The day of the concert arrived, and I got there early to set out chairs for the morning rehearsal. I was wondering why I was having trouble fitting all the wind seats onto the platform when someone else came along and pointed out that the extra risers (one on each side) which the church normally put up had not been erected. Cue much running around with janitorial types getting bits of staging put up. Also getting the percussion gear in all its glory sorted out, put onto stands, and arranged so it could be played. Meeting (and directing to their places) the harpists and some of the percussionists. Putting the piano where we wanted it. Checking the lighting was OK (this used to be a nightmare - orchestras like to work in light levels similar to those favoured by neurosurgeons - but now the church have installed new lighting it's trouble-free). Oh, and getting my own violin out and tuned, and parking myself in my seat ready to play on time, and only slightly sweaty and out of breath.
Rehearsal - check. Concert - check. Confirm that the guitar and mandolin who couldn't make the morning rehearsal knew where to sit, and confirm whether they needed amplification (they didn't, though we'd discussed it). Play Gluck and Mozart. Discuss programming with conductor and others at interval (a bit of lobbying there....) Play Mahler. Smile happily at applause. Help pack up percussion kit and confirm what I need to take back and what is being taken away immediately. Go home and have a large drink.
The concert itself was actually a great success. Jill Morton played brilliantly in the Mozart: probably rather better than we did in all honesty, as we'd spent most of our rehearsal time on the Mahler. The Gluck was exciting, and the Mahler - despite the odd slip - was both exciting and beautiful, and very Mahlerian. It's funny: just over a week earlier the outer movements had still sounded a real mess, and even three days before the concert it had been a bit scrappy. But fear lends an edge to performances, and on the day we pulled it off: I know I played bits I'd never got right before, and I wasn't alone.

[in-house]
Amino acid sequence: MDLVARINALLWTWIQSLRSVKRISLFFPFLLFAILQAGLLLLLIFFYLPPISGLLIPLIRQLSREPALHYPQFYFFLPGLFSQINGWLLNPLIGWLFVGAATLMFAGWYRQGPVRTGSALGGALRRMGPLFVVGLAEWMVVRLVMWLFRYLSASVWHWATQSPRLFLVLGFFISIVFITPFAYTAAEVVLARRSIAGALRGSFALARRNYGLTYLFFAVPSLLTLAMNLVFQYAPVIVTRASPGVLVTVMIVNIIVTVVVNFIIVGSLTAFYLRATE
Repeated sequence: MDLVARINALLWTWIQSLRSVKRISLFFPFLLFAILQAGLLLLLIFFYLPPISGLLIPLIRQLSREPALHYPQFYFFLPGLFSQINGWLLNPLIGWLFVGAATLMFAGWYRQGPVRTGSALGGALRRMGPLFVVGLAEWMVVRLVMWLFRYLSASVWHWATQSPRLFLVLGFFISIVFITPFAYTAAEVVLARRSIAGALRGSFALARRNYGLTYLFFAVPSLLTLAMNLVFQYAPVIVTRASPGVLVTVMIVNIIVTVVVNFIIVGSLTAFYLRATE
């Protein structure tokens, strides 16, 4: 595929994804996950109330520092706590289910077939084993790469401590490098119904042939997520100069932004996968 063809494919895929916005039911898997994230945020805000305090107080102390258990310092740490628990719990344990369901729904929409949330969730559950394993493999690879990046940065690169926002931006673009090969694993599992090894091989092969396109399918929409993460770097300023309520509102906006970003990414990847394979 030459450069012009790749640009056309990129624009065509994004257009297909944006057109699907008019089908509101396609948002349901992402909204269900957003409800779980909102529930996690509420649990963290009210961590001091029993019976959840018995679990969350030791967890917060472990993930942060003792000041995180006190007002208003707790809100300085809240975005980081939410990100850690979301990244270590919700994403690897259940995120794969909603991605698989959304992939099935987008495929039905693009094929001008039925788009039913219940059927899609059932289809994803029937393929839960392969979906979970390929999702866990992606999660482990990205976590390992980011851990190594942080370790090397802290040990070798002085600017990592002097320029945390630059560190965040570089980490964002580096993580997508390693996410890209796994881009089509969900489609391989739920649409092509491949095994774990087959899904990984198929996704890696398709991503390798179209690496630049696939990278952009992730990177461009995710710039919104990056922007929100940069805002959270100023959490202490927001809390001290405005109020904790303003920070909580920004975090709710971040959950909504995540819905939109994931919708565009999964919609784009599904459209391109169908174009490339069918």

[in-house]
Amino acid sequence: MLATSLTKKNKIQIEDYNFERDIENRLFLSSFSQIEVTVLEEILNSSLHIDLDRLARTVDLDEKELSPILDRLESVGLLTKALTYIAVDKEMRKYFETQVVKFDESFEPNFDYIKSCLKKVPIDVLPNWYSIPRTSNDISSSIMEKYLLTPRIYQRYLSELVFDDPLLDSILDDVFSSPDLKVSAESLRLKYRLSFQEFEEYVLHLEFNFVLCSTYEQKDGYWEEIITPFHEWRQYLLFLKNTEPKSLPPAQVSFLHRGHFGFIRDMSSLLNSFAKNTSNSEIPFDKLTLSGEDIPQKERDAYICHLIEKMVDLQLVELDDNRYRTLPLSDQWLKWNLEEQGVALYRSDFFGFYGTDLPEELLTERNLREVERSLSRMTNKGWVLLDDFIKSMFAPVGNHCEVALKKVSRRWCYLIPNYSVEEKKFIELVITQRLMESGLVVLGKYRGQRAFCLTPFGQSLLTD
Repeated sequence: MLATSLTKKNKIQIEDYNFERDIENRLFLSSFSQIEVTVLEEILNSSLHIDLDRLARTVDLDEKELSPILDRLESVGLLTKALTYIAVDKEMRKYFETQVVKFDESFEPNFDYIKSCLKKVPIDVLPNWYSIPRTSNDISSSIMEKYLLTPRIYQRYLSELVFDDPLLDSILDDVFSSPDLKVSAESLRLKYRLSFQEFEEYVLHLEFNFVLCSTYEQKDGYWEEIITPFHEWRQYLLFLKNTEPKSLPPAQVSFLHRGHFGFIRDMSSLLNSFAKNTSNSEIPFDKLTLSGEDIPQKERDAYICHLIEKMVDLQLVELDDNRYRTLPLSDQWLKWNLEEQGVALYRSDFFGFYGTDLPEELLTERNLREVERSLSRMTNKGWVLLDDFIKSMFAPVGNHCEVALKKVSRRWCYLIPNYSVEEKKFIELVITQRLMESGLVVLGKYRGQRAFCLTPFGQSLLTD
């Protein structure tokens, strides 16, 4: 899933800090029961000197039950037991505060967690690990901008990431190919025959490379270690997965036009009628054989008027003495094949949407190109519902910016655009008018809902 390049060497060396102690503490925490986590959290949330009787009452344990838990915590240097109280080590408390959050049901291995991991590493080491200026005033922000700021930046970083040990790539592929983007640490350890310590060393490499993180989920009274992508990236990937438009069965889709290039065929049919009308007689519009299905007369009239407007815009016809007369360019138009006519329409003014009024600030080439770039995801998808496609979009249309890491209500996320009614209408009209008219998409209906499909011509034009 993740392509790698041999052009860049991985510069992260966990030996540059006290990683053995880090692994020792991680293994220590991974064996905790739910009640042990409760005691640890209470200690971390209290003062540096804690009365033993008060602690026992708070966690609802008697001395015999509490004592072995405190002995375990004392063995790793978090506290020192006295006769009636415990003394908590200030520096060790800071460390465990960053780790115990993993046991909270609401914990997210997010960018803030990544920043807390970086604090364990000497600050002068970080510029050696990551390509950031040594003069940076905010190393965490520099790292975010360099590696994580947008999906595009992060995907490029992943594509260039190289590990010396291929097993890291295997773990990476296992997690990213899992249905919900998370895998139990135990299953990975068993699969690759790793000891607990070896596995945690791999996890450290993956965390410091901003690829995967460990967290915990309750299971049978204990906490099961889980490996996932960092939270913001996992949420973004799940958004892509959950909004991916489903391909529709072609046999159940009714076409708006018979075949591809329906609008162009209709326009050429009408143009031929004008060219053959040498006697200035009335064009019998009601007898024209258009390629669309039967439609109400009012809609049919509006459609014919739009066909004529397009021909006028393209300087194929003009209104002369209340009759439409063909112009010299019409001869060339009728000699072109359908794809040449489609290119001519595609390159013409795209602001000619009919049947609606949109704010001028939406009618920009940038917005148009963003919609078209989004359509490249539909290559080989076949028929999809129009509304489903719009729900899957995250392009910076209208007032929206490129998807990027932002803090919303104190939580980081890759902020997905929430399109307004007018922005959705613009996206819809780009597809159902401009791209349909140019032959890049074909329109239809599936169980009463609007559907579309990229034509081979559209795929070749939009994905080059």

Monday - reverse all the moving with van (not quite so much stuff to squash in). Home and collapse in heap of dissolved tension.
And now, a few days later, I'm well under way with planning for the next concert and the one after that (who's going to play xylophone? how hard is the part? what is a Chinese tenor drum? where can we get hold of one?) as well as booking the church for next season's concerts and still trying to sort out what we're going to play.
Here's what we were matching ourselves with (Mahler 7, not Leonard Bernstein). This is the end of the last movement, so remember that we'd been playing for well over an hour before we got to this bit. Good solid over-the-top Mahler, and extraordinarily hard both to conduct and to play.
And by way of winding down, I was taken aback when I arrived to sort out chairs on the Saturday to hear the following piece being played loudly over the church's sound system. I hadn't listened to it for years, and was charmed all over again.